Couples: The Truth

Kate Figes

Couples: The Truth

These days, many of us enjoy unrivalled freedom and equality when it comes to choosing and building a relationship. Yet new myths about how to live and love compromise that happiness. Kate Figes argues that, whether married or cohabiting, gay or straight, remarried or a couple living apart, the quality of our intimate relationship is fundamental to our long-term health and happiness, because our need for commitment and love hasn't changed. This is not a handbook. There are no easy 'Mars and Venus' universal recipes for success, because relationships are far too complicated, individual and important for easy answers. But learning how others sustain lifelong love, and what really goes on in other people's lives can help us to understand our own partnerships and take responsibility for making them work. 3.4 out of 5 based on 5 reviews
Couples: The Truth

Omniscore:

Classification Non-fiction
Genre Family & Lifestyle
Format Paperback
Pages 416
RRP £14.99
Date of Publication January 2010
ISBN 978-1844084678
Publisher Virago
 

These days, many of us enjoy unrivalled freedom and equality when it comes to choosing and building a relationship. Yet new myths about how to live and love compromise that happiness. Kate Figes argues that, whether married or cohabiting, gay or straight, remarried or a couple living apart, the quality of our intimate relationship is fundamental to our long-term health and happiness, because our need for commitment and love hasn't changed. This is not a handbook. There are no easy 'Mars and Venus' universal recipes for success, because relationships are far too complicated, individual and important for easy answers. But learning how others sustain lifelong love, and what really goes on in other people's lives can help us to understand our own partnerships and take responsibility for making them work.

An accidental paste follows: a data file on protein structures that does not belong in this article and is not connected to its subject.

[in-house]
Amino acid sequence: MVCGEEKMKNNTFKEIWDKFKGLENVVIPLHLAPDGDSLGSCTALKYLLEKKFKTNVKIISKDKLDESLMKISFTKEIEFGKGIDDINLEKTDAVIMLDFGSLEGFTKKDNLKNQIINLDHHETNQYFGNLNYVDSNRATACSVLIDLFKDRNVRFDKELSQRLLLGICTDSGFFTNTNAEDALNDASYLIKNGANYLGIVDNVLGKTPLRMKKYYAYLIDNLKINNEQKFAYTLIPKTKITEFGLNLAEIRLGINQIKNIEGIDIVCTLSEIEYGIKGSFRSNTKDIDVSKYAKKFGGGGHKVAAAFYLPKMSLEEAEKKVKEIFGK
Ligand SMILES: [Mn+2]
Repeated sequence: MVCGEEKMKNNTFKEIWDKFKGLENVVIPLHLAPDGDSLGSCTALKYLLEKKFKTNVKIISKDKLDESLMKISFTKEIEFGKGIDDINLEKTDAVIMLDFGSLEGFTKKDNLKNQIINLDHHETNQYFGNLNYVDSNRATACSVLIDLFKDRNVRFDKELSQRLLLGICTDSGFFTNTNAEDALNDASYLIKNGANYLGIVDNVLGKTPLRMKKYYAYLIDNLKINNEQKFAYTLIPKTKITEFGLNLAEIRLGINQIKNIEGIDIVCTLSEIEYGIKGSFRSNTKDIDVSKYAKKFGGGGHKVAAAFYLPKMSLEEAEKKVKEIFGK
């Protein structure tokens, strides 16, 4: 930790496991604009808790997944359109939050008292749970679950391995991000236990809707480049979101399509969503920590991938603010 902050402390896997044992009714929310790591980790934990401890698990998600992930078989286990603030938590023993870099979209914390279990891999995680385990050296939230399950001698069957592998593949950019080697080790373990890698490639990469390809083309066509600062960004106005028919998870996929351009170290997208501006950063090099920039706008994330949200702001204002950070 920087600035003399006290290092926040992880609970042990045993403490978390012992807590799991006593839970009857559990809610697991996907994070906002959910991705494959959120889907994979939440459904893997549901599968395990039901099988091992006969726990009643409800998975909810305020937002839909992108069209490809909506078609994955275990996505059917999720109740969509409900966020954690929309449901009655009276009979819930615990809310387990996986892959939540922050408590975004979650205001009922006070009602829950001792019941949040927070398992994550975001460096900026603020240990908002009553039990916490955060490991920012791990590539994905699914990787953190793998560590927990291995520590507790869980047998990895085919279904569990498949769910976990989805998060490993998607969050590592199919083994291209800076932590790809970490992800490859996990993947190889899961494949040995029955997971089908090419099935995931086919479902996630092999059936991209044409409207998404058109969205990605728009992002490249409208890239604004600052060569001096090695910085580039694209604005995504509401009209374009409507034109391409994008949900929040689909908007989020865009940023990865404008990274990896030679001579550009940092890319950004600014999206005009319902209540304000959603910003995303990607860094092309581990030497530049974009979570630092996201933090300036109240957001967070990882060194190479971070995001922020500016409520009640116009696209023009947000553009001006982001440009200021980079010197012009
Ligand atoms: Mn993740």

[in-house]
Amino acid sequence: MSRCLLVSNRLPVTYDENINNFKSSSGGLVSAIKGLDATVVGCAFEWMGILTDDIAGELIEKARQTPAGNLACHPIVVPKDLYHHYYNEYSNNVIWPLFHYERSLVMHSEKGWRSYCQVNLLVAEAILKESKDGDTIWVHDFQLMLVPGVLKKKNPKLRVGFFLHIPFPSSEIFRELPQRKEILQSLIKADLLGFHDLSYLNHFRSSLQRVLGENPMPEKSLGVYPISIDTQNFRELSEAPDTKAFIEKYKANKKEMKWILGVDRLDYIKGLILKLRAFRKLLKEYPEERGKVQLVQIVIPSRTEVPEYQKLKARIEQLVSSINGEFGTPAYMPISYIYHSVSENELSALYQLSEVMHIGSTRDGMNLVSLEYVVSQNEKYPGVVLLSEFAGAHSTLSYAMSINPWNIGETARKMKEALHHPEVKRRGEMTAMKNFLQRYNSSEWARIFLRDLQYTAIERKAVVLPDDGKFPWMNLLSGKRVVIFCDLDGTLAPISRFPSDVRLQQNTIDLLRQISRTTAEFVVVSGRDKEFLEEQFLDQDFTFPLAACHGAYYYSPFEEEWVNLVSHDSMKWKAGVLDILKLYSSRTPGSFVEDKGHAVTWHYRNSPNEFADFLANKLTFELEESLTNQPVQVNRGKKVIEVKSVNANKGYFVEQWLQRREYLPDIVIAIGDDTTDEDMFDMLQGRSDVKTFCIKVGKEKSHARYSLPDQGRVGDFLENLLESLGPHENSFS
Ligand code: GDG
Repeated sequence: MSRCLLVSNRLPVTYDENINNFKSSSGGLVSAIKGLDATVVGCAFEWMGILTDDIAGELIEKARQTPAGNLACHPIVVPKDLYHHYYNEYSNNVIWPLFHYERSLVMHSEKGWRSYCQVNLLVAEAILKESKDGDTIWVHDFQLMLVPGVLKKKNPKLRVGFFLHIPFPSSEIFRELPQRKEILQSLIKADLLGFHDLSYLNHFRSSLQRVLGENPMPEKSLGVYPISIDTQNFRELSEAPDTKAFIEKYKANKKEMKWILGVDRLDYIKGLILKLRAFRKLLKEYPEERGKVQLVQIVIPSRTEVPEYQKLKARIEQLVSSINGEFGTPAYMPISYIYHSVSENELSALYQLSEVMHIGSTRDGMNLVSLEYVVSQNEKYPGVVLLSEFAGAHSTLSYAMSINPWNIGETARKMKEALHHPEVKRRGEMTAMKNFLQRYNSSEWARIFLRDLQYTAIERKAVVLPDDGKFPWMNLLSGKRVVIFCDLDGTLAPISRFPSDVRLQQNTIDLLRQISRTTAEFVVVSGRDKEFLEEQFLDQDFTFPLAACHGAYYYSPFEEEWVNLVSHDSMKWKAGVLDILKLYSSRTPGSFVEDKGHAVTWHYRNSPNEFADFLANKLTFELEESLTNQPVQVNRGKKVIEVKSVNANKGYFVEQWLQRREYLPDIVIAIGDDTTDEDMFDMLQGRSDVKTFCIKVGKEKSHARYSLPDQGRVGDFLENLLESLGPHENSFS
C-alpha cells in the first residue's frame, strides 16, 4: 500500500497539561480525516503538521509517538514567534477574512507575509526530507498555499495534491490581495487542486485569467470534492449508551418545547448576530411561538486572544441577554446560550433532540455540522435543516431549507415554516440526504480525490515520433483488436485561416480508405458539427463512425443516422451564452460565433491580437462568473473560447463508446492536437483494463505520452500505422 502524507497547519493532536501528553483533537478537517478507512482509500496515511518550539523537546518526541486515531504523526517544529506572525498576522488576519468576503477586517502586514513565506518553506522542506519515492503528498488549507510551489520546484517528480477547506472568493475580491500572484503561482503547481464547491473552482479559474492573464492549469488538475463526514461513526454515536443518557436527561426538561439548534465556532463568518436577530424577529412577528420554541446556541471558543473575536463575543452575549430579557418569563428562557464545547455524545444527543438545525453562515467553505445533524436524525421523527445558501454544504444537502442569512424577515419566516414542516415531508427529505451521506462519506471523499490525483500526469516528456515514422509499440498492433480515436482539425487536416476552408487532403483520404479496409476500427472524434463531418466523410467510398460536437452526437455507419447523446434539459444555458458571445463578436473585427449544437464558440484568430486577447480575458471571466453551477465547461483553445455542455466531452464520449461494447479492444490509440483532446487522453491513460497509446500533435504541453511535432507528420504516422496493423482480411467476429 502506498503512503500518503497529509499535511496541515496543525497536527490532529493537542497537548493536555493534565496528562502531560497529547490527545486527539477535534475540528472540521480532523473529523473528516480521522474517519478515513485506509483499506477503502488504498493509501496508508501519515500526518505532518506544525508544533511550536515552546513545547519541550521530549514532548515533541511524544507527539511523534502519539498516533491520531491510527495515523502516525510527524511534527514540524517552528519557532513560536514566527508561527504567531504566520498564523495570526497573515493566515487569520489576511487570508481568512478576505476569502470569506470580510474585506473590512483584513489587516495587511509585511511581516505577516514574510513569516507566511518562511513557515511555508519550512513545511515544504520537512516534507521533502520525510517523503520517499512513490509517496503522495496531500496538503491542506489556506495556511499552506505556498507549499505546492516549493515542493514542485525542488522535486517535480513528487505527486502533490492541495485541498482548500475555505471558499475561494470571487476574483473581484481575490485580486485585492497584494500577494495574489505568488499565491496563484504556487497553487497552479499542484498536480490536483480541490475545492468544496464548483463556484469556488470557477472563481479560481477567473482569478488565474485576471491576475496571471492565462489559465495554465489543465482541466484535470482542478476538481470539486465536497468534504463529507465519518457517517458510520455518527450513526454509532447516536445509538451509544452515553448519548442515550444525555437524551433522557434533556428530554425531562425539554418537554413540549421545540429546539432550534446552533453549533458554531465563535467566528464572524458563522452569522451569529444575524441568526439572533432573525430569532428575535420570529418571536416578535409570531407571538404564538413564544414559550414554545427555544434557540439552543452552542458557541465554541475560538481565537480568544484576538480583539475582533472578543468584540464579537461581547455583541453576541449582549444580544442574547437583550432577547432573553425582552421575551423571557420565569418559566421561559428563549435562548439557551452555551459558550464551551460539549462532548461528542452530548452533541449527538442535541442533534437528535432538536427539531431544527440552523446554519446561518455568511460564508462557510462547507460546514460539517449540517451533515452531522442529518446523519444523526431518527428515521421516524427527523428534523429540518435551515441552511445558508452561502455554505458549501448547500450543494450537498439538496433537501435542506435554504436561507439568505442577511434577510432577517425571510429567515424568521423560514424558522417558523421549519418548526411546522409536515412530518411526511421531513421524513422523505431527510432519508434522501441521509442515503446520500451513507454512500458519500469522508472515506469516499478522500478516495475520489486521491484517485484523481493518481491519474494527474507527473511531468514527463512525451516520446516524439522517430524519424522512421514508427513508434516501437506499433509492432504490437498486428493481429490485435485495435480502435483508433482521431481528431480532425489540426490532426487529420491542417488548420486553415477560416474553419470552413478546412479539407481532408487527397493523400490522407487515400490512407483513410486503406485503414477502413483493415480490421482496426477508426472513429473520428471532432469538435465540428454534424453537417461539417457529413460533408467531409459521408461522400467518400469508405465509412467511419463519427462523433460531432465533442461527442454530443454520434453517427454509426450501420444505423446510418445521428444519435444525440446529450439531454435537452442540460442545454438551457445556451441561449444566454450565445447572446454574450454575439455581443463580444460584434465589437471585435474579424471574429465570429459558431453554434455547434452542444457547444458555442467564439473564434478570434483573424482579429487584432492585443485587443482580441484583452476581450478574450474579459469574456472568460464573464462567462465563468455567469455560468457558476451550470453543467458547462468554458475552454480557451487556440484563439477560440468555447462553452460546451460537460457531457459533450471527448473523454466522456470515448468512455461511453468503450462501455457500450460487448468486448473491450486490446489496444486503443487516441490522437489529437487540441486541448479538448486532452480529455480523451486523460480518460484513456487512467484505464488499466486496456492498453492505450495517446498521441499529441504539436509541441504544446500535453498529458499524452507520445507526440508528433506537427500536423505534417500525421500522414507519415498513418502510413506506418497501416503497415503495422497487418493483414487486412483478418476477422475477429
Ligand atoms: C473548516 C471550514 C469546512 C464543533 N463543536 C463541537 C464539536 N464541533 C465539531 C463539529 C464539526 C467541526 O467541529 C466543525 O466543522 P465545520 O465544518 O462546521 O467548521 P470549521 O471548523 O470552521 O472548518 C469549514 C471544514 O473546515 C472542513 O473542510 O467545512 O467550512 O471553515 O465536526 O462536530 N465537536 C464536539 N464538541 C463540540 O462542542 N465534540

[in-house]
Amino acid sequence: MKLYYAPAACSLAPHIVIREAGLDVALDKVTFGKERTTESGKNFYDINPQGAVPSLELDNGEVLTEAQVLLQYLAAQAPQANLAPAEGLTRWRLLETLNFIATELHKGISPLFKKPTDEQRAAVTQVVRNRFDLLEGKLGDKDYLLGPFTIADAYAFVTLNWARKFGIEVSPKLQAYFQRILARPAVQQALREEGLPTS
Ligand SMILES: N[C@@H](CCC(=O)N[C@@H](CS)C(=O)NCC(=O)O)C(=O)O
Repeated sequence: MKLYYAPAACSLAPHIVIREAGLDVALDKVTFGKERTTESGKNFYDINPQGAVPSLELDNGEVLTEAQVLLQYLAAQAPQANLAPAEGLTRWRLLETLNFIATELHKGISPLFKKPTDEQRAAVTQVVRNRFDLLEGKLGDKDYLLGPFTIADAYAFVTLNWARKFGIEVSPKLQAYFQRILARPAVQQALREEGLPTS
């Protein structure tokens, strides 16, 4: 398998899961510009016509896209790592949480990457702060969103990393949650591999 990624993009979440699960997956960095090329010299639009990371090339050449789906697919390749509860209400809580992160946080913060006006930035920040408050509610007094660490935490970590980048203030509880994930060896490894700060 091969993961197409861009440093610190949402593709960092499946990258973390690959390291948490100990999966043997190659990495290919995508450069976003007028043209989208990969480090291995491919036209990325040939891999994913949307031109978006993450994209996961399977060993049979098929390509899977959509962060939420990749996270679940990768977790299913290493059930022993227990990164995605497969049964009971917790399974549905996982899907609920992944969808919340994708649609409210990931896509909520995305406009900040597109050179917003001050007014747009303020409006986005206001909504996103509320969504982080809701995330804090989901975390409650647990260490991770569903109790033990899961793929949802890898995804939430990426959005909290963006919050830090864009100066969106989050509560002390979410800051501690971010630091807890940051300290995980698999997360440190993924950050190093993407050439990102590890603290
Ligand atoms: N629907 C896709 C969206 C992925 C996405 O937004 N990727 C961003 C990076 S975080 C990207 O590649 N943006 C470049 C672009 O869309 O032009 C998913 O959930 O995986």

"The naked truth about couples" -- The Guardian, 16/1/10

Reviews

The Guardian

Susanna Rustin

Figes found her interviewees in "differing social classes and random areas of Britain", and if there is a bias in her sample, it is towards those already inclined to thinking and talking. Many of the studies she cites refer to the US and Europe, and while wholly sympathetic to the case she makes for the modern family, with all its complications, I wonder if the book underplays the destructive impact, particularly on children, of what she calls "our workaholic culture". But her interviews stick in the mind because Figes is right: addicted to an ideal of privacy, we don't share enough of what goes on in our relationships, our arguments, even our beds.

23/01/2010

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The Observer

Geraldine Bedell

Figes is a dedicated researcher and a compelling writer, and this is a very good book – the most comprehensive summary we currently have of the changing nature of relationships. All the same, it suffers from a basic problem: as Figes would be the first to admit, there is no single "truth" when it comes to relationships.

17/01/2009

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The Daily Telegraph

Cassandra Jardine

Perhaps because of her background, Figes is particularly acute on rows and divorce... Figes’s messages are often buried under a welter of research and she has a tendency to present opinion as fact. Her sample of interviewees is biased towards the like-minded… But this is a book that lingers in the mind, with a fundamentally upbeat message.

15/10/2010

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The Financial Times

Isabel Berwick

While the interviews give meat to Figes’s book, the sheer number of people involved makes confusing reading. The same couples pop up in different chapters and one struggles to remember which ones they were. At times the quotes feel repetitive. It is the author’s own thoughts on marriage and relationships that are most illuminating.

08/01/2010

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The Sunday Times

Eleanor Mills

Figes has a great premise and has done some serious research, but her book is far from readable.

17/01/2009

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